Arcade Fire

Unsurprisingly, gaming arcades have been on the wane in Japan since their peak in 1986 of 26,000 sites. Thereafter, consoles took arcade games into the home, and miniaturisation took gaming onto your phone. Feeding dozens of 100-yen pieces into a Starblade machine, essentially buying one’s way through difficult levels, as your correspondent once did in Osaka for much of 1992, started to look like a silly option when you could own the thing outright and play it in your lounge.

These days, there are only 4,000 registered arcades in Japan, along with another 9,000 sites too small to count, having less than fifty machines. But with the closure of Anata no Warehouse, a five-storey grunge palace in Kawasaki, modelled on the Walled City of Kowloon, it seems that something has dealt a killing blow to the old gaming palaces.

The culprit is a simple 2% increase in consumption tax (Japan’s VAT). That puts up the cost of the average manga magazine by 0.0006p, hardly anything to write home about, you might think. But Japan’s arcade sector has been struggling for years to maintain its “one-coin” slot machine charges. Whereas the average slot machine in the UK takes pound coins, the nearest equivalent in Japan is the 100-yen piece, which is only worth 71p. Under the old 8% tax, 8 yen of that was already going to the tax man; since 1st October, that now goes up to 10 yen. Or in British terms, Japanese arcade games are only bringing home 63p per play. The next coin up is the 500-yen piece, which would mean each play would cost £3.58.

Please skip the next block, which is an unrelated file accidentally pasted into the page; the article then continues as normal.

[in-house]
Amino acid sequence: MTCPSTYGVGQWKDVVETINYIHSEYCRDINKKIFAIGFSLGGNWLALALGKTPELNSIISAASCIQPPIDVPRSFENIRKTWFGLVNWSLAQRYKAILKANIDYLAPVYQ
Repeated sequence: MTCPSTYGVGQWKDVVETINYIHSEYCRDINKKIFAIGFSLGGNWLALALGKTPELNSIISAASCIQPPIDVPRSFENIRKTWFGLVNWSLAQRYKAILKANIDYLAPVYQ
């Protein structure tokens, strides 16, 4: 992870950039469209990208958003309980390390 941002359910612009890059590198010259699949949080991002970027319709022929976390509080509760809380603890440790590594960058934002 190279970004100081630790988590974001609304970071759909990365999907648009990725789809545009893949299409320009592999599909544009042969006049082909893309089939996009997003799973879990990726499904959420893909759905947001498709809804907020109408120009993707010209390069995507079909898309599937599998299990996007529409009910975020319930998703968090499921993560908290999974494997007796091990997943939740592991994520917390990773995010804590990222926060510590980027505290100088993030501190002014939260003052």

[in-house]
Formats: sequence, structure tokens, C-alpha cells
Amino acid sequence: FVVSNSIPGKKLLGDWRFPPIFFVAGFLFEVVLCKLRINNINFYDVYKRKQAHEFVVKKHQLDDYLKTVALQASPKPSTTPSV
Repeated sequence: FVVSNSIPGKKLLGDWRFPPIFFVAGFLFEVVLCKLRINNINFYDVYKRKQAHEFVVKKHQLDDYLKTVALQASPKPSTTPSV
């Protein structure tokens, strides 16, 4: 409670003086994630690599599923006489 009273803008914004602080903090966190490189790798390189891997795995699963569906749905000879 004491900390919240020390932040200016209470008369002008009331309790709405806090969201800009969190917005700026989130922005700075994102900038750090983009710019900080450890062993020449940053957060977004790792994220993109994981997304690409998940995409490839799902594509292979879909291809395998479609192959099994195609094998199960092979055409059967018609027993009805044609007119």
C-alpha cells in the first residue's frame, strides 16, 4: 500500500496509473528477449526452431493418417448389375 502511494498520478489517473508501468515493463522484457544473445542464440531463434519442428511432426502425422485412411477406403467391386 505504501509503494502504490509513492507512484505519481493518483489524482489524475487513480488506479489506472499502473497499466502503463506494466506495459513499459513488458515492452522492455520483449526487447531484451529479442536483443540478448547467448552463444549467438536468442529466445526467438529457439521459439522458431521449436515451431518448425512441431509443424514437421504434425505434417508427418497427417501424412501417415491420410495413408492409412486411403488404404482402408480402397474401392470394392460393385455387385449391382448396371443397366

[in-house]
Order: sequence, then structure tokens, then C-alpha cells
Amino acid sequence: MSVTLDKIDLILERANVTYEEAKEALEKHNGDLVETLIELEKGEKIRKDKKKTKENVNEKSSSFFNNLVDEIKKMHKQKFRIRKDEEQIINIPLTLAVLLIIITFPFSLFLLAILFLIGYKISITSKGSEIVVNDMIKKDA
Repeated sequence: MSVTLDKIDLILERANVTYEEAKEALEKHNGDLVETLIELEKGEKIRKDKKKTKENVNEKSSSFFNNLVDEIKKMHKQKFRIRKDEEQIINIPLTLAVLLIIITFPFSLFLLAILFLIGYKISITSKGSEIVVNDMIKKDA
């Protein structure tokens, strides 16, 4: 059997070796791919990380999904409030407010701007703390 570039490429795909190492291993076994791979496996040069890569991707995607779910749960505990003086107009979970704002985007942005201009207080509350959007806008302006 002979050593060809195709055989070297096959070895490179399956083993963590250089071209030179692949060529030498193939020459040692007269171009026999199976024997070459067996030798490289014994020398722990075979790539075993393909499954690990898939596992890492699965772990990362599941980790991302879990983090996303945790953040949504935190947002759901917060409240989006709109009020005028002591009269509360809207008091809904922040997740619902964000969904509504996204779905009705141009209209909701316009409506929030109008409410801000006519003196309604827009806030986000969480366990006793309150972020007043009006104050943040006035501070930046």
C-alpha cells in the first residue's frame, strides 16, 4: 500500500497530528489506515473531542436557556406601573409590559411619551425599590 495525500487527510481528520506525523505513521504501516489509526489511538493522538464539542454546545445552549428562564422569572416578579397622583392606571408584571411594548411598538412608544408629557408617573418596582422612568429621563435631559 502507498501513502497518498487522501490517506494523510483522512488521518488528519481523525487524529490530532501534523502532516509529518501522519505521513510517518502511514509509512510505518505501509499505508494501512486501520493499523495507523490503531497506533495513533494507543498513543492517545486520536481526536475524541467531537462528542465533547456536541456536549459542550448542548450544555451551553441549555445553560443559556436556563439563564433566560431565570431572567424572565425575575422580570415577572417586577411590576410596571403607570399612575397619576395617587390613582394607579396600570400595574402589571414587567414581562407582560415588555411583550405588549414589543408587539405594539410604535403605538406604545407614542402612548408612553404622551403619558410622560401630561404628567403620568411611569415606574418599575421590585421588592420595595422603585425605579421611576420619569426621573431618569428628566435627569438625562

Put it another way: the arcade sites in Japan have declined not only because of new technologies and habits, but because the games are still charging 1986 prices! The consumption tax is liable to wipe out what little profits were left for suppliers, and is sure to lead to many more giving up the ghost. Anata no Warehouse is probably only the first to shut down.

I wonder, though, whether this will affect pachinko quite so much. Japan’s frightfully dull ball-bearing games are in a class of their own, often seem to be a cover for money-laundering anyway, and feature under-the-counter prizes that can be downgraded at will by site owners. So I expect that pachinko will continue to endure, as it bafflingly has for decades, even as the nature of the 100-yen coin leads to a shake-out in more everyday arcade games.

Jonathan Clements is the author of A Brief History of Japan. This article first appeared in NEO #195, 2019.

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